In primary school, Linet was bright, and dreamed of becoming a successful Kenyan fashion designer when she grew up. The future was exciting. Until she was 11, when her parents died within six months of each other. Linet went to live with relatives in Nairobi, where she thought she would be cared for. But she was sexually abused and became pregnant.

She was thrown out onto the street with nothing. A young girl, alone and scared.

She was selling coffee on the street to survive when she heard about Raising Futures Kenya. The charity runs free vocational and business skills training for young people, including young mothers.

Linet joined the Fashion and Dressmaking course. Alongside the training she got the counselling she desperately needed to cope with the grief of being orphaned, and then raped by someone she thought she could trust.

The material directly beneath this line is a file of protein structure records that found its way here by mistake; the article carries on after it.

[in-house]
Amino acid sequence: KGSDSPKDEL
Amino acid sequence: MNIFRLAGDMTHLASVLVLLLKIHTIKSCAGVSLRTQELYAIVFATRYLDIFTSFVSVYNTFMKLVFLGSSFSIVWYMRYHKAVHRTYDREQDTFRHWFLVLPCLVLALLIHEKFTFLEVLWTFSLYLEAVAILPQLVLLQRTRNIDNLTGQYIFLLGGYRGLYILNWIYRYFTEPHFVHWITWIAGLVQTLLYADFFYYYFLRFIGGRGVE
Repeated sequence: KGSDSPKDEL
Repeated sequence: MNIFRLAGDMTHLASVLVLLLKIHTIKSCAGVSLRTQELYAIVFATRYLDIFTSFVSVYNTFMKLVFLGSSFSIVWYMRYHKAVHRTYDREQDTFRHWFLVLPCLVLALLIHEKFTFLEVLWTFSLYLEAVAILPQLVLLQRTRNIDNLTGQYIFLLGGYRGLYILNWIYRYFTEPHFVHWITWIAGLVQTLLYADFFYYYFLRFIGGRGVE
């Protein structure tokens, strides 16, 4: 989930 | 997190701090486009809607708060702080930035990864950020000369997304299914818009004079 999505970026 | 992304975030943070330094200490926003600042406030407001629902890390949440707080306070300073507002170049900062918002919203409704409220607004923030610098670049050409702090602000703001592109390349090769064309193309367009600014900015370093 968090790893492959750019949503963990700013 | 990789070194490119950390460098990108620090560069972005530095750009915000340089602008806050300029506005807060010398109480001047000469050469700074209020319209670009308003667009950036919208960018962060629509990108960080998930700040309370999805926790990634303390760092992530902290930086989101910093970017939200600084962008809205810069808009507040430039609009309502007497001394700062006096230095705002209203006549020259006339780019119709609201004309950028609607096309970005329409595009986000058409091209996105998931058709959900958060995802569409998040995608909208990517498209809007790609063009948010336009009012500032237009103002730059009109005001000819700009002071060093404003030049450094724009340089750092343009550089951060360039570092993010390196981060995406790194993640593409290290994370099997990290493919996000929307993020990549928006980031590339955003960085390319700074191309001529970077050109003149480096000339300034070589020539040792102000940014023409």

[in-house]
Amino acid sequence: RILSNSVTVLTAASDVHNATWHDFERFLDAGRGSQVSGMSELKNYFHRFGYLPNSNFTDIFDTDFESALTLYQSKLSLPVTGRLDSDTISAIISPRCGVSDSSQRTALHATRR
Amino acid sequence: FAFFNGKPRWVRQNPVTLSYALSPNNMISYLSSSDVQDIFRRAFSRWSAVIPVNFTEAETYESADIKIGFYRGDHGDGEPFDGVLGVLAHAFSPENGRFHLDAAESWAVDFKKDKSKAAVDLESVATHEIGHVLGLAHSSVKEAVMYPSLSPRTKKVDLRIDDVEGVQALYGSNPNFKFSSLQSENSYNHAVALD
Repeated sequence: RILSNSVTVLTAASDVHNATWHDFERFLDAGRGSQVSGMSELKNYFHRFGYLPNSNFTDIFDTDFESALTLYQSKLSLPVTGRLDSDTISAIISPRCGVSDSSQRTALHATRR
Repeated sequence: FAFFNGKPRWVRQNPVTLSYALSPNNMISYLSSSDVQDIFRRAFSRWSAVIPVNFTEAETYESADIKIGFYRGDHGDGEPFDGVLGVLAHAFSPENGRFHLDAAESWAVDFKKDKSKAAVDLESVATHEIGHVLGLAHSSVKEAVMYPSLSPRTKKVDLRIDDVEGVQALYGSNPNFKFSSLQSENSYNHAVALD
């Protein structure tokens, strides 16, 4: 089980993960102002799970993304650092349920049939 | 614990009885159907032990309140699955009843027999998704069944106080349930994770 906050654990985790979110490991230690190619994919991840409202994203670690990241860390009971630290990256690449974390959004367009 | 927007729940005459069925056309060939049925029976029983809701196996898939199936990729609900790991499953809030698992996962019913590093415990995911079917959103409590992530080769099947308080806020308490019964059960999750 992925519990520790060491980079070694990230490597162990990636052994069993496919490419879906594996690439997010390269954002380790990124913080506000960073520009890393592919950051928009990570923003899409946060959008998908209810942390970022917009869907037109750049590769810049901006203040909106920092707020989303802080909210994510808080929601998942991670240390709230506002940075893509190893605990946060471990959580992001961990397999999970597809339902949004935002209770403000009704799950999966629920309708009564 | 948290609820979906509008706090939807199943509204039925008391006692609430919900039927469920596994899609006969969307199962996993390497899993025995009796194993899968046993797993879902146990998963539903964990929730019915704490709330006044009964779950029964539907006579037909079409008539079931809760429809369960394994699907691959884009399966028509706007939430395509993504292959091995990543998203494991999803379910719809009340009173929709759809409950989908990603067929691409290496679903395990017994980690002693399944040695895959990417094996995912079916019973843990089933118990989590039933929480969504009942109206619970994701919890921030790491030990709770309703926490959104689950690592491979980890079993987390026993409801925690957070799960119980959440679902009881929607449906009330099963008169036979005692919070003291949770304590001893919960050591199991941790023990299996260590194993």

She received practical support like cooked lunches, and period pads so nothing stood in the way of her learning. And she had individual care from her teachers that gave her the self-belief to thrive. After finishing her training Linet worked at a local clothing shop. She earned enough to rent a room and saved up for a sewing machine to make and sell her own clothes.

3 years on, Linet runs her own successful business. She has a home for her twins and she’s able to pay their school fees, and for her siblings too. And she mentors current students, to become strong, independent business people too.


Listen again to Seed of Hope student, Linet, sharing her experience as part of the BBC Radio 4 appeal: